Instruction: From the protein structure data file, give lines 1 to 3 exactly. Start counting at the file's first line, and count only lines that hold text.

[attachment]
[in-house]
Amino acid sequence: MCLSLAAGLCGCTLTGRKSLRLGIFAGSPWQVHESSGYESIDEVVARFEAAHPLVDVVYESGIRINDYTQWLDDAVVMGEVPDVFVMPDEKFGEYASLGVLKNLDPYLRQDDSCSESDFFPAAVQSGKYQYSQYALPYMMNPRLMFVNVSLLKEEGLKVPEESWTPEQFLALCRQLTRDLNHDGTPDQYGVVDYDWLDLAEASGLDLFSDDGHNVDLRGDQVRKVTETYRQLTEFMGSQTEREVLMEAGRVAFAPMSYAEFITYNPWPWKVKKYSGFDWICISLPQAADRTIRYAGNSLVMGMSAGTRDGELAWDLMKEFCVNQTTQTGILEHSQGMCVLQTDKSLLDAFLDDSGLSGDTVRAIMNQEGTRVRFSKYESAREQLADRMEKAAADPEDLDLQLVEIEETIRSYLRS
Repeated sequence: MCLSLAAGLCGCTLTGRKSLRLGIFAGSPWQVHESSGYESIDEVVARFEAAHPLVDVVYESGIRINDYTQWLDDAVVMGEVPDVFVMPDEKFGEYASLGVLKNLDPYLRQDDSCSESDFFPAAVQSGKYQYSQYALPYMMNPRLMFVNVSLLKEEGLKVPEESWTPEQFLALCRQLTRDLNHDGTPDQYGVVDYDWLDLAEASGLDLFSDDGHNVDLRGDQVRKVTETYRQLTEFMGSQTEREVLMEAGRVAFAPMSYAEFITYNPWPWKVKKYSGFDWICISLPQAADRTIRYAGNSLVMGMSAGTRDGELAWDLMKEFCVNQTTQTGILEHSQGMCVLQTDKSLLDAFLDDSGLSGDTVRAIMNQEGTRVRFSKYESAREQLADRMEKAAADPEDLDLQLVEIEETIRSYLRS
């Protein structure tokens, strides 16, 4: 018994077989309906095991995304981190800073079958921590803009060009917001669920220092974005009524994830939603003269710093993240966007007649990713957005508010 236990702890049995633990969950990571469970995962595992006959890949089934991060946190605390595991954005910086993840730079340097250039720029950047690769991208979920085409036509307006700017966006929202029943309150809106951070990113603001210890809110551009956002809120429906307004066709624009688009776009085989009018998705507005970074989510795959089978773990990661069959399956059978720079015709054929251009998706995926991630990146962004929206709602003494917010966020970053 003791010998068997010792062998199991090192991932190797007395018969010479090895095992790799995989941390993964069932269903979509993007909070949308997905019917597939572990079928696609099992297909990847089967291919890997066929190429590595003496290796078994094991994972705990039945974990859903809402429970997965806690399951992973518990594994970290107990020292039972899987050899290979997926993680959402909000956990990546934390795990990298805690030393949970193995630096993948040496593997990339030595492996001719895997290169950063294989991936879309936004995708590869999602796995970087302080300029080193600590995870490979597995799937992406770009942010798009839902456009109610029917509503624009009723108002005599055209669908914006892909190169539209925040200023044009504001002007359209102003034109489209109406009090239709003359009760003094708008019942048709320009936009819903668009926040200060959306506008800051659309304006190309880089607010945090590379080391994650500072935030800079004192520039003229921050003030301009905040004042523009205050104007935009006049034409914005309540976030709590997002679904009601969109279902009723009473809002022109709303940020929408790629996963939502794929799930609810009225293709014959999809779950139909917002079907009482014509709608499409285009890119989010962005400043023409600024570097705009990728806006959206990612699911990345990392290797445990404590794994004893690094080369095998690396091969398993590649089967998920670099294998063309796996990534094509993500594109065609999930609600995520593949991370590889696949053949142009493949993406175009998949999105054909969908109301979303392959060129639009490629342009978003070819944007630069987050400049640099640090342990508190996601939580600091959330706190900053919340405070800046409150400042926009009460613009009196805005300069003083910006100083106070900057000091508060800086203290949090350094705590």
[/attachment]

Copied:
[in-house]
Amino acid sequence: MCLSLAAGLCGCTLTGRKSLRLGIFAGSPWQVHESSGYESIDEVVARFEAAHPLVDVVYESGIRINDYTQWLDDAVVMGEVPDVFVMPDEKFGEYASLGVLKNLDPYLRQDDSCSESDFFPAAVQSGKYQYSQYALPYMMNPRLMFVNVSLLKEEGLKVPEESWTPEQFLALCRQLTRDLNHDGTPDQYGVVDYDWLDLAEASGLDLFSDDGHNVDLRGDQVRKVTETYRQLTEFMGSQTEREVLMEAGRVAFAPMSYAEFITYNPWPWKVKKYSGFDWICISLPQAADRTIRYAGNSLVMGMSAGTRDGELAWDLMKEFCVNQTTQTGILEHSQGMCVLQTDKSLLDAFLDDSGLSGDTVRAIMNQEGTRVRFSKYESAREQLADRMEKAAADPEDLDLQLVEIEETIRSYLRS
Repeated sequence: MCLSLAAGLCGCTLTGRKSLRLGIFAGSPWQVHESSGYESIDEVVARFEAAHPLVDVVYESGIRINDYTQWLDDAVVMGEVPDVFVMPDEKFGEYASLGVLKNLDPYLRQDDSCSESDFFPAAVQSGKYQYSQYALPYMMNPRLMFVNVSLLKEEGLKVPEESWTPEQFLALCRQLTRDLNHDGTPDQYGVVDYDWLDLAEASGLDLFSDDGHNVDLRGDQVRKVTETYRQLTEFMGSQTEREVLMEAGRVAFAPMSYAEFITYNPWPWKVKKYSGFDWICISLPQAADRTIRYAGNSLVMGMSAGTRDGELAWDLMKEFCVNQTTQTGILEHSQGMCVLQTDKSLLDAFLDDSGLSGDTVRAIMNQEGTRVRFSKYESAREQLADRMEKAAADPEDLDLQLVEIEETIRSYLRS